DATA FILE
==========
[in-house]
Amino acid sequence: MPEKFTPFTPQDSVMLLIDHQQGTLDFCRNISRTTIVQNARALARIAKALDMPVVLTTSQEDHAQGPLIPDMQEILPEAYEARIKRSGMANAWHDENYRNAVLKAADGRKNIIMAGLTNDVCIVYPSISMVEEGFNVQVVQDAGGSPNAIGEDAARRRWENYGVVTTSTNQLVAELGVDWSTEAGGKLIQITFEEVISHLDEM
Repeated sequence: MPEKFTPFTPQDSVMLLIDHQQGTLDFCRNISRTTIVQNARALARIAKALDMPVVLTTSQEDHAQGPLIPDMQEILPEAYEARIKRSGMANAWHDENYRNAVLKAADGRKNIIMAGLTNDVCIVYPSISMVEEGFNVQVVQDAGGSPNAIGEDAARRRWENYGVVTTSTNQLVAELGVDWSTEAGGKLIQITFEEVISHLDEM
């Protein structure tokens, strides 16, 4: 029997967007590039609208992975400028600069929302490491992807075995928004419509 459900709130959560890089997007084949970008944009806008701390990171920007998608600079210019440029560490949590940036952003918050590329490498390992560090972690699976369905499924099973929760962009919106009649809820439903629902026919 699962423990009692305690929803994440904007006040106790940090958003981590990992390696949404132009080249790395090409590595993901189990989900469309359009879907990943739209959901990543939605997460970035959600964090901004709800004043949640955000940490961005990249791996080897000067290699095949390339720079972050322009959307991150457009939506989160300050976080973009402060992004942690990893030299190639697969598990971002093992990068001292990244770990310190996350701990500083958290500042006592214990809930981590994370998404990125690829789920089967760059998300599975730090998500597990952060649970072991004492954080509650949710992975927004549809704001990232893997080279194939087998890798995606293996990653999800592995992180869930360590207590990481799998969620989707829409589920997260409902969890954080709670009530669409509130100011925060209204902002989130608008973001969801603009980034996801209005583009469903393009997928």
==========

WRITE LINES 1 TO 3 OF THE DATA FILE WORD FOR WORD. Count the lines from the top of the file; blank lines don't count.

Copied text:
[in-house]
Amino acid sequence: MPEKFTPFTPQDSVMLLIDHQQGTLDFCRNISRTTIVQNARALARIAKALDMPVVLTTSQEDHAQGPLIPDMQEILPEAYEARIKRSGMANAWHDENYRNAVLKAADGRKNIIMAGLTNDVCIVYPSISMVEEGFNVQVVQDAGGSPNAIGEDAARRRWENYGVVTTSTNQLVAELGVDWSTEAGGKLIQITFEEVISHLDEM
Repeated sequence: MPEKFTPFTPQDSVMLLIDHQQGTLDFCRNISRTTIVQNARALARIAKALDMPVVLTTSQEDHAQGPLIPDMQEILPEAYEARIKRSGMANAWHDENYRNAVLKAADGRKNIIMAGLTNDVCIVYPSISMVEEGFNVQVVQDAGGSPNAIGEDAARRRWENYGVVTTSTNQLVAELGVDWSTEAGGKLIQITFEEVISHLDEM